Latent vs Active TB
When someone gets exposed to TB, one of four possible outcomes can occur: The body kills and eradicates the bacteria and…
When someone gets exposed to TB, one of four possible outcomes can occur:
- The body kills and eradicates the bacteria and nothing ever happens
- The body cannot control the TB and the bacteria replicate and turn into a clinical case of TB (called active TB)
- The body “controls” the bacteria. Although TB is still in the person, it is not active TB (this is called latent TB)
- Latent TB infection can later progress to active TB infection (typically when immune system is compromised)
What is Latent TB Infection (LTBI)?
People can be exposed to the TB bacteria, but have an immune system strong enough to contain the disease. When someone is exposed to TB but is able to contain it (i.e. the bacteria does not spread), this person is said to have latent TB. People with latent TB infection are not infectious and cannot spread TB infection to others. Also, people with latent TB infection do not feel sick and do not have any symptoms. They have the bacteria inside them, but do not have active TB disease. Though they may test positive for TB diagnostics, they are not considered a medical case of tuberculosis. However, sometimes if the body is unable to continue keeping the latent TB in check, it can eventually multiply and turn into a case of active TB.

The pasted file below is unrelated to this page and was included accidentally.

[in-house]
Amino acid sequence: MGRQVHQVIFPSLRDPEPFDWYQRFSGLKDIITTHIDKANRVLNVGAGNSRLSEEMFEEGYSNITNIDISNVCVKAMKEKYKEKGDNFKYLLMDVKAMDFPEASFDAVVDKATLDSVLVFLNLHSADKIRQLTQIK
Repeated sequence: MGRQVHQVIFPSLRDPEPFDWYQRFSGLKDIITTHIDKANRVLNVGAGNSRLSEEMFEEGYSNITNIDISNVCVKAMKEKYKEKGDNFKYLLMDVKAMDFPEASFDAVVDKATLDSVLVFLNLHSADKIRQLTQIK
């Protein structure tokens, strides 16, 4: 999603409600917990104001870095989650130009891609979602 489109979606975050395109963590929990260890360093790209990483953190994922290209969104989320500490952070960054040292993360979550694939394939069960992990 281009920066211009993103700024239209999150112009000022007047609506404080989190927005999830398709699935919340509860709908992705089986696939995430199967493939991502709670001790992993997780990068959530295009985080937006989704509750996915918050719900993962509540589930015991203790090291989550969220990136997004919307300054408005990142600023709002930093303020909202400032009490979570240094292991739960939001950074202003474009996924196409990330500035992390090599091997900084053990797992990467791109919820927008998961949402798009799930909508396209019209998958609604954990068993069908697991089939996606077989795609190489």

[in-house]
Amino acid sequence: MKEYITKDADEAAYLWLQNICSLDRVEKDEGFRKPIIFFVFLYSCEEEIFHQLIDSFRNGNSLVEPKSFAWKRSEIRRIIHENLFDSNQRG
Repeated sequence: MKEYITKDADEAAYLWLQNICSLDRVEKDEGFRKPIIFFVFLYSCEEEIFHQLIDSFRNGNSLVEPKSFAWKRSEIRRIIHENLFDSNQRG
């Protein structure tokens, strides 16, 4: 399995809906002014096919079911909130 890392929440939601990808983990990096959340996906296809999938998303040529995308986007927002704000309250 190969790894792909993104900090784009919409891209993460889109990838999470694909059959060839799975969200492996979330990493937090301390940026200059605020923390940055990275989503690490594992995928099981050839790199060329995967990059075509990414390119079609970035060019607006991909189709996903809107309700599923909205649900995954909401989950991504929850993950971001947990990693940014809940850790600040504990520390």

Active TB is a typical case of TB, primarily found in the lungs but can also be found in other areas of the body.
|Latent TB (LTBI)||Active TB|
|Inactive, contained tubercle bacilli in the body||Active, multiplying tubercle bacilli in the body|
|TST or blood test results usually positive||TST or blood test results usually positive|
|Chest x-ray usually normal||Chest x-ray usually abnormal|
|Sputum smears and cultures negative||Sputum smears and cultures may be positive|
|No symptoms||Symptoms such as cough, fever, weight loss|
|Not infectious||Often infectious before treatment|
|Not a case of TB||A case of TB|
Overall, without treatment, about 5 to 10% of infected persons will progress from latent TB to active TB at some time in their lives. About half of people who develop active TB will do so within the first two years of infection. For persons whose immune systems are weak, especially those with HIV infection, the risk of developing TB disease is considerably higher than for persons with normal immune systems. Of special concern are persons infected by someone with extensively drug-resistant TB (XDR TB) who later develop TB disease; these persons will have XDR TB, not regular TB disease.